Full spin ahead

— The Union-Tribune, apparently intent upon shoring up the eroding credibility of San Diego schools chief Alan Bersin, gave a hero's sendoff to Veronica "Ronne" Froman, who abruptly left her lucrative job as Bersin's chief financial advisor last week to head up the local Red Cross. In a Thursday news story bylined by two U-T reporters, the paper garlanded the retired rear admiral with nothing but the highest of praise, failing to even mention the ongoing controversies besetting Bersin's district budget. Then, on Saturday, the paper ran an editorial full of glowing praise for Froman, particularly what it called her "innovative business reforms." The paper hadn't even reported one of those controversial "reforms," awarding of exclusive beverage contracts to Coke and Pepsi, until the Froman sendoff piece. Conspicuously missing from both coverage and editorial were the myriad of critics of those outsourcing deals or any account of the upheaval in the district-finance department, which as a result of Froman's housecleaning has been left without a single licensed certified public accountant ... It appears clear who won't get the endorsement of San Diego City Attorney Casey Gwinn in the race to succeed him. Deputy Deborah Berger, who -- along with fellow city attorney staffer Lesley Devaney -- has declared for the job, has dispatched a fundraising mailer with an implied disparagement of the office's handling of the infamous Roque de la Fuente inverse condemnation suit. "The $100 million the City lost in the de la Fuente case," Berger said, "would have paid annual salaries for 1345 firefighters or 1205 police officers!" Gwinn and Devaney, his close confidante, are widely blamed for botching the case. Berger also alludes to Gwinn's coziness with professional sports team owners and their sweetheart deals with the city by promising she would "file lawsuits against anyone who attempts to take advantage of the City of San Diego or its citizens." Berger, a Democrat, has lined up ex-police chief Jerry Sanders and ex-state senator Lucy Killea as campaign co-chairs. Her website features a picture of her and ex-president Jimmy Carter together at a Padres game.

Ivory bubbles Local public university chiefs are now zero for two in their service on corporate boards. Last year, it was SDSU president Stephen Weber whose company, Florida-based Budget Group, Inc., the rent-a-car giant, slid down the tubes into Chapter 11 bankruptcy. Now it's UCSD chancellor Robert Dynes and La Jolla's Leap Wireless, which filed for Chapter 11 last week, most likely wiping out public shareholders. Dynes joined the Leap board back in 1999, shortly after his friend, Padres owner John Moores, also became a member. Moores, appointed a UC Regent by Democratic governor Gray Davis and Dynes's father-in-law, San Francisco financier Warren Hellman, had recently cemented an investment deal between themselves. Moores, who resigned his Leap board seat during the Valerie Stallings influence-buying scandal, subsequently quit the board of his own high-tech outfit, Peregrine Systems, after it went into bankruptcy and was faced with an ongoing federal fraud investigation.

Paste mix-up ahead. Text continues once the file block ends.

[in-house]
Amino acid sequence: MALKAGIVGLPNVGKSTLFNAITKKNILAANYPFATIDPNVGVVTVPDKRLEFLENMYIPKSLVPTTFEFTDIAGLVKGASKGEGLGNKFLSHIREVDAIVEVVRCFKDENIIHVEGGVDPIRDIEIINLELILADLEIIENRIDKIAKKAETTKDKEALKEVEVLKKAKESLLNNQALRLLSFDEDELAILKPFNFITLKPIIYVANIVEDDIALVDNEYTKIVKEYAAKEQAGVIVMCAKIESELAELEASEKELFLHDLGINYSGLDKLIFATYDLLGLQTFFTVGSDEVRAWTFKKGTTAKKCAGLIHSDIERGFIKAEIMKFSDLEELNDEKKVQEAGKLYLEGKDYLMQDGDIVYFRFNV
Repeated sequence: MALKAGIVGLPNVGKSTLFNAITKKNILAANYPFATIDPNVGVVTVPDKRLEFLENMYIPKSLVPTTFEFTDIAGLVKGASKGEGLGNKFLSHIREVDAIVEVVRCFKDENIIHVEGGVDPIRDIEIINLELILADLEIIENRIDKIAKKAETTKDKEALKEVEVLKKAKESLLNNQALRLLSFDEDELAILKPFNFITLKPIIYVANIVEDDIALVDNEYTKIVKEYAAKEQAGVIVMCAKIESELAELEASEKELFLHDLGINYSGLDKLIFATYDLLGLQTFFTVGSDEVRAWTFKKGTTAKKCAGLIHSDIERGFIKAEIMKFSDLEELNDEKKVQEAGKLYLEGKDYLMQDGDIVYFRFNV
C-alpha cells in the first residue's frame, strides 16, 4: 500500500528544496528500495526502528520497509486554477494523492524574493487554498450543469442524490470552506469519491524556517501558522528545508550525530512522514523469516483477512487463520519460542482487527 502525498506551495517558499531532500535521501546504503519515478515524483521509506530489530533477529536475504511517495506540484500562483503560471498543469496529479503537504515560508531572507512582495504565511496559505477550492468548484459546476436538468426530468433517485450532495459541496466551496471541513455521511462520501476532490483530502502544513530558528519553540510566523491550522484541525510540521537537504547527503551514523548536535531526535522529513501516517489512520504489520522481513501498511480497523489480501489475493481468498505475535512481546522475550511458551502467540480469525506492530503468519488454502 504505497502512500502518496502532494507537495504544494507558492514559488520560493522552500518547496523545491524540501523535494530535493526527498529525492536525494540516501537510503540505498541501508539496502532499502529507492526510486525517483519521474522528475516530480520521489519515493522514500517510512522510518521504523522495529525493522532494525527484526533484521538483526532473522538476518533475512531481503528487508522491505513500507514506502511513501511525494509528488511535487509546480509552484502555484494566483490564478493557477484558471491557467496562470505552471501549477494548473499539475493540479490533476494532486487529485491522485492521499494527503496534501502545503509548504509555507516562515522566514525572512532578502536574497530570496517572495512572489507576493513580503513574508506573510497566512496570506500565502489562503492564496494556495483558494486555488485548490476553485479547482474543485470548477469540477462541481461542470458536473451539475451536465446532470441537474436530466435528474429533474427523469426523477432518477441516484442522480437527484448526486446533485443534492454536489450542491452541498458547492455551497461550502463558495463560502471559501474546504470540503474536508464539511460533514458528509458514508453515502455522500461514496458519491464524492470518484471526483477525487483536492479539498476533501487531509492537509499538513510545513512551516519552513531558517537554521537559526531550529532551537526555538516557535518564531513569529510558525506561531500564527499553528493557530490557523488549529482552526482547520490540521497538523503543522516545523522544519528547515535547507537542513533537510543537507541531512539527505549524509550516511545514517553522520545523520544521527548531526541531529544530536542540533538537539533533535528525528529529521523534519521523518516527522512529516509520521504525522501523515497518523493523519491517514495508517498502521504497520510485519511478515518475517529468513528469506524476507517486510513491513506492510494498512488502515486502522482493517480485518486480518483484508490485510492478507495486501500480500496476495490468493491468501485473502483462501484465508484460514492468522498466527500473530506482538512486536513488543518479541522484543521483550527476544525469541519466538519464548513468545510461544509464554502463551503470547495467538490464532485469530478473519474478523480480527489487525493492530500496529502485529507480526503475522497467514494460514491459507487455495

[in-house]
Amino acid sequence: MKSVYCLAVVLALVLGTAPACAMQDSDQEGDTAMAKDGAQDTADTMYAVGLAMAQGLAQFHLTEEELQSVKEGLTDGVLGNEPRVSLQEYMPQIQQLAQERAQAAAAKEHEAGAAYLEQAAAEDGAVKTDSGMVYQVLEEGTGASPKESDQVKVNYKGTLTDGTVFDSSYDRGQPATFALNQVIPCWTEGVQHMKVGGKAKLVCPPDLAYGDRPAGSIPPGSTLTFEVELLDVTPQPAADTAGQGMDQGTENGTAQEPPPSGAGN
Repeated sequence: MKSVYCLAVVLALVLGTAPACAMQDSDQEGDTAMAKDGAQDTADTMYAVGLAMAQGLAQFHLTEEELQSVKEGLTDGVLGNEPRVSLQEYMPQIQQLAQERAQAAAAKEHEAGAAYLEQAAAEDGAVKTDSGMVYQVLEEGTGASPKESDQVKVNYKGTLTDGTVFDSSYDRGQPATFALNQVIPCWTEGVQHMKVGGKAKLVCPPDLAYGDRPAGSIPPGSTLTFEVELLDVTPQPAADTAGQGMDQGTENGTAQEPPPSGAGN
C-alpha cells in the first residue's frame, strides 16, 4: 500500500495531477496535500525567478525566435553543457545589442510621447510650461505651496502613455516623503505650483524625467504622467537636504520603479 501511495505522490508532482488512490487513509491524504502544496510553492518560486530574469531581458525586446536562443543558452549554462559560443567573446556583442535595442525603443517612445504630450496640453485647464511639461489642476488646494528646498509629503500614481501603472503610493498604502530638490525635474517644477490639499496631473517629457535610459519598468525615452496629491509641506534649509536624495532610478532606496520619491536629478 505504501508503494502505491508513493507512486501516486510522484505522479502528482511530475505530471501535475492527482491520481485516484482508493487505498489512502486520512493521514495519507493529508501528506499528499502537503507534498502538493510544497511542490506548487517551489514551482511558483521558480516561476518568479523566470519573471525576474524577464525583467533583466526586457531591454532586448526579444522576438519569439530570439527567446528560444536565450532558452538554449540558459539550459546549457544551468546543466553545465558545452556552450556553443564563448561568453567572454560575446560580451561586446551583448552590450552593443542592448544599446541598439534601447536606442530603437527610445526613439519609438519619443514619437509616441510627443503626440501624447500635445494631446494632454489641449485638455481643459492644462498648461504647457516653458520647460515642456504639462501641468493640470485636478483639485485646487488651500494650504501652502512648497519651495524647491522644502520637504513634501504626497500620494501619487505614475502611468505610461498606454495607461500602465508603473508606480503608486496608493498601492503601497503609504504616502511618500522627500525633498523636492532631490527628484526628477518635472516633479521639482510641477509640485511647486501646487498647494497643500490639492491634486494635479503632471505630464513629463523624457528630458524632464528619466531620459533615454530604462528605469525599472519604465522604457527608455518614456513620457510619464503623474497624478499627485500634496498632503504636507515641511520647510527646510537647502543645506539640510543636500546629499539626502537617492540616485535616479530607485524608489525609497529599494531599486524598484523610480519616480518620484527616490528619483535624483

Censorship 101 Private San Diegobased National University is causing a stir in public university circles by running a radio spot pointing out budget-caused weakness in government-run schools. "California's community colleges say budget cuts will deny access to nearly 146,000 students this fall, which equates to the total number of undergraduates within the UC system," say the spots, which are running throughout the state. "The tone of the advertisement seems as if they're trying to capitalize on the problems the community colleges face," Scott Lay of the California Community College League complained to the Sacramento Bee. "We're fighting like heck to keep the doors open, and we don't need people with ulterior motives mixing the message." Not so, National U marketing V.P. Patricia Potter told the paper. "There's no malicious intent here," Potter said. "Their only purpose is to create a forum where people talk about important issues facing education and along the way raise the visibility of our university." One station that has banned the messages: San Diego State University-owned KPBS, though the Sacramento public radio station deemed them educational and allowed them on the air as "underwriter" spots. "SDSU holds our license," KPBS spokeswoman Tammy Carpowich was quoted as saying, adding that the station was "sensitive" to anything having to do with the California State University system. "They don't have editorial control, but we share the same mission of education." Potter begged to disagree: "I felt very uncomfortable. My understanding is that stations are their own entity and that the campus should have no control over them."

Contributor: Matt Potter

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